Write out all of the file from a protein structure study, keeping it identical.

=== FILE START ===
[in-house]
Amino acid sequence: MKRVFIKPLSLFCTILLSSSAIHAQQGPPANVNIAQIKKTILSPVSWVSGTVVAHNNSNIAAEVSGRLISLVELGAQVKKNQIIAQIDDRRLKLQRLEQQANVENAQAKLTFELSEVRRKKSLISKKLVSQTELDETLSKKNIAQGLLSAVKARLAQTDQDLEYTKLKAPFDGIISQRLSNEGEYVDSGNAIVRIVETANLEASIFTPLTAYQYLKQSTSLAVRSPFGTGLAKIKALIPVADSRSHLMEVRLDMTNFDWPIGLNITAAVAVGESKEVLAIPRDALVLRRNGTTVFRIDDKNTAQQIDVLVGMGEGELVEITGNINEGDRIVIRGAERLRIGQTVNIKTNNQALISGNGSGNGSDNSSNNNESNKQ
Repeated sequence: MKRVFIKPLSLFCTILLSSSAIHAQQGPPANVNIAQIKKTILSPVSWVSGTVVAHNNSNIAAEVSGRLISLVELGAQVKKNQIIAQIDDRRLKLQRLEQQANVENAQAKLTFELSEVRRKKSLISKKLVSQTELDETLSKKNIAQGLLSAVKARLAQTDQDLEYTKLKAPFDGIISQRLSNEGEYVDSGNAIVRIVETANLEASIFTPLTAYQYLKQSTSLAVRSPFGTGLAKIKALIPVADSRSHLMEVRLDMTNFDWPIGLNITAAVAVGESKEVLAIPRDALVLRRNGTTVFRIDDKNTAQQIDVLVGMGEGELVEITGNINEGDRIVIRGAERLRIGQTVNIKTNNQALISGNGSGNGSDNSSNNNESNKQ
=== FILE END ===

[in-house]
Amino acid sequence: MKRVFIKPLSLFCTILLSSSAIHAQQGPPANVNIAQIKKTILSPVSWVSGTVVAHNNSNIAAEVSGRLISLVELGAQVKKNQIIAQIDDRRLKLQRLEQQANVENAQAKLTFELSEVRRKKSLISKKLVSQTELDETLSKKNIAQGLLSAVKARLAQTDQDLEYTKLKAPFDGIISQRLSNEGEYVDSGNAIVRIVETANLEASIFTPLTAYQYLKQSTSLAVRSPFGTGLAKIKALIPVADSRSHLMEVRLDMTNFDWPIGLNITAAVAVGESKEVLAIPRDALVLRRNGTTVFRIDDKNTAQQIDVLVGMGEGELVEITGNINEGDRIVIRGAERLRIGQTVNIKTNNQALISGNGSGNGSDNSSNNNESNKQ
Repeated sequence: MKRVFIKPLSLFCTILLSSSAIHAQQGPPANVNIAQIKKTILSPVSWVSGTVVAHNNSNIAAEVSGRLISLVELGAQVKKNQIIAQIDDRRLKLQRLEQQANVENAQAKLTFELSEVRRKKSLISKKLVSQTELDETLSKKNIAQGLLSAVKARLAQTDQDLEYTKLKAPFDGIISQRLSNEGEYVDSGNAIVRIVETANLEASIFTPLTAYQYLKQSTSLAVRSPFGTGLAKIKALIPVADSRSHLMEVRLDMTNFDWPIGLNITAAVAVGESKEVLAIPRDALVLRRNGTTVFRIDDKNTAQQIDVLVGMGEGELVEITGNINEGDRIVIRGAERLRIGQTVNIKTNNQALISGNGSGNGSDNSSNNNESNKQ